what are the lines in the sky left by planes? what are contrails, contrails or vapor trails, contrails conspriacy theories
 who scored in the 1966 world cup final? geoff hurst, martin peters, helmut haller, wolfgang weber

How RankBrain DOESN’T Work

There’s a lot of theories and blog posts out there talking about how to optimise for Google RankBrain, Machine Learning and Artificial Intelligence but there are some things that are theories, that may have real world correlations with results – but are not directly relational. These myths are:

  • Dwell time on the result itself
  • CTR (click through rate from the SERP)
  • Bounce rate
  • Pogo-sticking

The first two were directly referred to as “made up crap” by Googler Gary Illyes on a Reddit AMA in February 2019:

RankBrain is a PR-sexy machine learning ranking component that uses historical search data to predict what would a user most likely click on for a previously unseen query. It is a really cool piece of engineering that saved our butts countless times whenever traditional algos were like, e.g. “oh look a “not” in the query string! let’s ignore the hell out of it!”, but it’s generally just relying on (sometimes) months old data about what happened on the results page itself, not on the landing page. Dwell time, CTR, whatever Fishkin’s new theory is, those are generally made up crap. Search is much more simple than people think.

And the other two are there by inference, as they relate heavily to the first two (in terms of theory). This pretty much also means that Brian Dean’s “Definitive” Guide to RankBrain is also wrong. Whilst the theory and arguments are presented well, the guide that has almost 9,000 shares is fundamentally flawed.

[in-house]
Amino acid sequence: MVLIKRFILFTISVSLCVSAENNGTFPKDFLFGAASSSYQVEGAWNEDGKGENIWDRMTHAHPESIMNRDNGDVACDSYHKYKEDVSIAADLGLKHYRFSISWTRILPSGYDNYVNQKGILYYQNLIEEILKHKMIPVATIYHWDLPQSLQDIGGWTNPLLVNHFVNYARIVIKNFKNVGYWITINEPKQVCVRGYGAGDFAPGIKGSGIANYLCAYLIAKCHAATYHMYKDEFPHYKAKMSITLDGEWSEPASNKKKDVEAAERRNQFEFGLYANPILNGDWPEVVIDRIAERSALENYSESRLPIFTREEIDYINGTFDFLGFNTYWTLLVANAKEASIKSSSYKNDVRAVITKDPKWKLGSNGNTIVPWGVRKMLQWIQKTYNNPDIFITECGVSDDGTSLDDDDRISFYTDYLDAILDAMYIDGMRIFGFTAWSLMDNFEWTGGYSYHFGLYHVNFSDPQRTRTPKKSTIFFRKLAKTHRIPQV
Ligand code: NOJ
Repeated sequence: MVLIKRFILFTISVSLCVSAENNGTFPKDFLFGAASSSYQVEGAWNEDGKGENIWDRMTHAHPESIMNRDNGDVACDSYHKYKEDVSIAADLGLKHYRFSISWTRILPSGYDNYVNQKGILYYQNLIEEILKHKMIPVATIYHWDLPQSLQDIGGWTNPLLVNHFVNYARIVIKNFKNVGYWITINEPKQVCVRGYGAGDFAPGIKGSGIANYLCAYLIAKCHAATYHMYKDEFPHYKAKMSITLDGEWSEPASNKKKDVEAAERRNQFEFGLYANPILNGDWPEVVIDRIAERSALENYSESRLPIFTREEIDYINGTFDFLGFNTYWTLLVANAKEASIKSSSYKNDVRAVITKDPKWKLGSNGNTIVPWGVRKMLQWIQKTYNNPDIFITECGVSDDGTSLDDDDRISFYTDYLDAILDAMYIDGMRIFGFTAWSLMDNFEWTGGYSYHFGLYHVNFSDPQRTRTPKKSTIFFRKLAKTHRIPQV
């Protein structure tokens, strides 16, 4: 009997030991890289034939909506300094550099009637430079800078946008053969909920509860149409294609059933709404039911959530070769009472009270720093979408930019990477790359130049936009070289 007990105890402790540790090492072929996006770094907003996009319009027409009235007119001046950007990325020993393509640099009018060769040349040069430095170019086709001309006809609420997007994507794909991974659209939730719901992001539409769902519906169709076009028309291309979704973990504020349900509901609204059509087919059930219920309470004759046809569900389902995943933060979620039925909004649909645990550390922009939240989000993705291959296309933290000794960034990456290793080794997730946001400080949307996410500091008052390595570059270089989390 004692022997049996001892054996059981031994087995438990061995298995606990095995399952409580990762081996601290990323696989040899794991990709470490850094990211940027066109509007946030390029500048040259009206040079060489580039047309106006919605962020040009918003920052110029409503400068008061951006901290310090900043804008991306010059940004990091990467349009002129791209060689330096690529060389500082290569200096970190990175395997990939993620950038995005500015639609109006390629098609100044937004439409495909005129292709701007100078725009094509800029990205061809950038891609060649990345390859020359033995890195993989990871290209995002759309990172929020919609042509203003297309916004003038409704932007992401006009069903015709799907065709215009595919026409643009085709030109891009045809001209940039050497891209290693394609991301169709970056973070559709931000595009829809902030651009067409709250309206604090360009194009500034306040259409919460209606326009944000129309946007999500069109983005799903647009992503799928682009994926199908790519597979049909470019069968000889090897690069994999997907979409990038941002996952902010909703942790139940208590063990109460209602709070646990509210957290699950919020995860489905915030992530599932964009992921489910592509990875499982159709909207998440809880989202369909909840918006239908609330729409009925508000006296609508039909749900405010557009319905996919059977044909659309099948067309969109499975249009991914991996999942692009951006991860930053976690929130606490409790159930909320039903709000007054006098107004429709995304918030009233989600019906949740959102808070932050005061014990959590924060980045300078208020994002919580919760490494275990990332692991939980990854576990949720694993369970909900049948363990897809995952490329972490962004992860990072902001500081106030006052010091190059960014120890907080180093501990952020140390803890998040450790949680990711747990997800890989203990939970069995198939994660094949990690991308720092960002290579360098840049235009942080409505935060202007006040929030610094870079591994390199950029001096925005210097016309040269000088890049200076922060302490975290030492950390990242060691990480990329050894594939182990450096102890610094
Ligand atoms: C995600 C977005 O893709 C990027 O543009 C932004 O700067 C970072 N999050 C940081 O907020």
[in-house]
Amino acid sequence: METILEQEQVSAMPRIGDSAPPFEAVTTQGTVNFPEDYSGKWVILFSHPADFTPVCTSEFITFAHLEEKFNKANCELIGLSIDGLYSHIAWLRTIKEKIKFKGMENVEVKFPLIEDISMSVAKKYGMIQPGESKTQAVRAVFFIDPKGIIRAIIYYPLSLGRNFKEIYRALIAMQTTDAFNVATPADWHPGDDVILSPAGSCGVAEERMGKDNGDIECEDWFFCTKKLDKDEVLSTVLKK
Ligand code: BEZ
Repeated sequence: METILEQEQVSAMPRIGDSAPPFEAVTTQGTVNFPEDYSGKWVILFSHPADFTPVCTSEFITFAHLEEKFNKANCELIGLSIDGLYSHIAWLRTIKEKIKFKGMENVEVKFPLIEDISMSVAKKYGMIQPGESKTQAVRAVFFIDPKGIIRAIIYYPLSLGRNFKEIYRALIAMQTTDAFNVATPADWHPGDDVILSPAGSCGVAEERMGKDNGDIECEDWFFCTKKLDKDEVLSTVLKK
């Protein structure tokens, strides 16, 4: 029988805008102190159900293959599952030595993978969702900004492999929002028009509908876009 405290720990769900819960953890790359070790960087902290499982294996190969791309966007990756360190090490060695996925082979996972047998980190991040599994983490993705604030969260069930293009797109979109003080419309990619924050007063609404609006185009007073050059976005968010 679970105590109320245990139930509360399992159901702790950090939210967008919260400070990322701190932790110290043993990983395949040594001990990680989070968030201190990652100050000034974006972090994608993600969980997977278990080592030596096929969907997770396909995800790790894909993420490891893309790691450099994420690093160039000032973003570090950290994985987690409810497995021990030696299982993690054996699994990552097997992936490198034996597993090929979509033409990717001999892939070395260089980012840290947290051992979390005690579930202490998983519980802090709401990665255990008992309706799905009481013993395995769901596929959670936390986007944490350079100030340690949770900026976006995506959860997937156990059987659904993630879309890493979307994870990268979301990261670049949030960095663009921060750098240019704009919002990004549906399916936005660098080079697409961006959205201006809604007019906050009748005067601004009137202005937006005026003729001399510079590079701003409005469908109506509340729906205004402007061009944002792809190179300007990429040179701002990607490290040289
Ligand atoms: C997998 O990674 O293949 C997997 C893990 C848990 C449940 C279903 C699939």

The notion we can reverse engineer RankBrain

When RankBrain was launched, it was said to affect ~15% of queries, however Google did go on record and specify that it’s not limited to any particular set of queries.

This means as SEOs, we can’t reverse engineer it to see how it applies (or is weighted) to certain verticals, topics, or search intents.

Is RankBrain a Natural Language Processor? (NLP)

It’s also important to highlight that RankBrain is not an NLP (Natural Language Processor). Being an NLP is an at present, unobtainable level of AI.

This is where a computer has the ability to understand and deconstruct complete sentences (and search queries), and determine the intent of the sentence/query based on the sentence structure and linguistics.

So rather than looking at search queries and words, and attempting to parse them and understand semantics (like a traditional NLP), it instead converts them into numerical forms and plots them on a multi-dimensional chart (think multiple axis).

Toy illustration of the three principles of unsupervised MT. A) Two monolingual datasets. B) Initialization. C) Language modelling. D) Back-translation (Lample et al., 2018).

While RankBrain is a step closer toward that ultimate goal, RankBrain can’t infer meaning from your searches based on language alone.

Optimising for RankBrain

Content, links, and technical are in essence all variables we have a degree of control over – but RankBrain works as an independent algorithm, learning from the datasets we give it (i.e. the content we publish on the internet), so in order to optimise for RankBrain you need to:

  • Make sure your content is optimised for high levels of user value through both correct keyword usage and matching intent
  • Make sure your content is structured correctly and presents itself in a meaningful way for users
  • Make sure your content is accurate

And being honest, if you’re not already doing this and you need to set-up your own AI optimisation division, what the hell are you doing anyway?!

It’s also fair to say in this instance, this piece of content published on Neil Patel’s blog actually summarises how RankBrain works pretty well, and explains datasets and machine learning in a digestible format.